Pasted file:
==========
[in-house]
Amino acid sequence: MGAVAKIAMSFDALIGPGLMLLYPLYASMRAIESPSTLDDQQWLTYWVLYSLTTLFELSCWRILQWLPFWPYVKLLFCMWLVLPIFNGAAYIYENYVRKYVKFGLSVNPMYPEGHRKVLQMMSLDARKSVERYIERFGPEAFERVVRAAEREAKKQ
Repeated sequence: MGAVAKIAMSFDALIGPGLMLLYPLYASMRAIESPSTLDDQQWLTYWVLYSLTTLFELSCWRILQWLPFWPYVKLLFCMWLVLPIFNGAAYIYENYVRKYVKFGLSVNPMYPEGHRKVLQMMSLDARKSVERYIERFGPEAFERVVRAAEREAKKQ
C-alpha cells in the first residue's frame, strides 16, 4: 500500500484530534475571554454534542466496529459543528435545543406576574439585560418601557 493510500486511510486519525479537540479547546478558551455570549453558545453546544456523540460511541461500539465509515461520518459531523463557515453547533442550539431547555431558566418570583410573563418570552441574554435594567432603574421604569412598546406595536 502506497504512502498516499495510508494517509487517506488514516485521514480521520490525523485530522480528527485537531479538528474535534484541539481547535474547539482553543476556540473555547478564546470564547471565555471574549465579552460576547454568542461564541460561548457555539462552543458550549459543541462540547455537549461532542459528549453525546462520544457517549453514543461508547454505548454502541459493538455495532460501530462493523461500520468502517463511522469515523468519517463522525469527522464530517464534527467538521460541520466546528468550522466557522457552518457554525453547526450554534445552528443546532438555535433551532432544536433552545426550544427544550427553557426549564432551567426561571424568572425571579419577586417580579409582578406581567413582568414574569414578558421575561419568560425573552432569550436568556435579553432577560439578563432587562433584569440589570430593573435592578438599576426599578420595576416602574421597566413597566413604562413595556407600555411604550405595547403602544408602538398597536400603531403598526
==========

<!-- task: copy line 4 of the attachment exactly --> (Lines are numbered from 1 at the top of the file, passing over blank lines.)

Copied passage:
C-alpha cells in the first residue's frame, strides 16, 4: 500500500484530534475571554454534542466496529459543528435545543406576574439585560418601557 493510500486511510486519525479537540479547546478558551455570549453558545453546544456523540460511541461500539465509515461520518459531523463557515453547533442550539431547555431558566418570583410573563418570552441574554435594567432603574421604569412598546406595536 502506497504512502498516499495510508494517509487517506488514516485521514480521520490525523485530522480528527485537531479538528474535534484541539481547535474547539482553543476556540473555547478564546470564547471565555471574549465579552460576547454568542461564541460561548457555539462552543458550549459543541462540547455537549461532542459528549453525546462520544457517549453514543461508547454505548454502541459493538455495532460501530462493523461500520468502517463511522469515523468519517463522525469527522464530517464534527467538521460541520466546528468550522466557522457552518457554525453547526450554534445552528443546532438555535433551532432544536433552545426550544427544550427553557426549564432551567426561571424568572425571579419577586417580579409582578406581567413582568414574569414578558421575561419568560425573552432569550436568556435579553432577560439578563432587562433584569440589570430593573435592578438599576426599578420595576416602574421597566413597566413604562413595556407600555411604550405595547403602544408602538398597536400603531403598526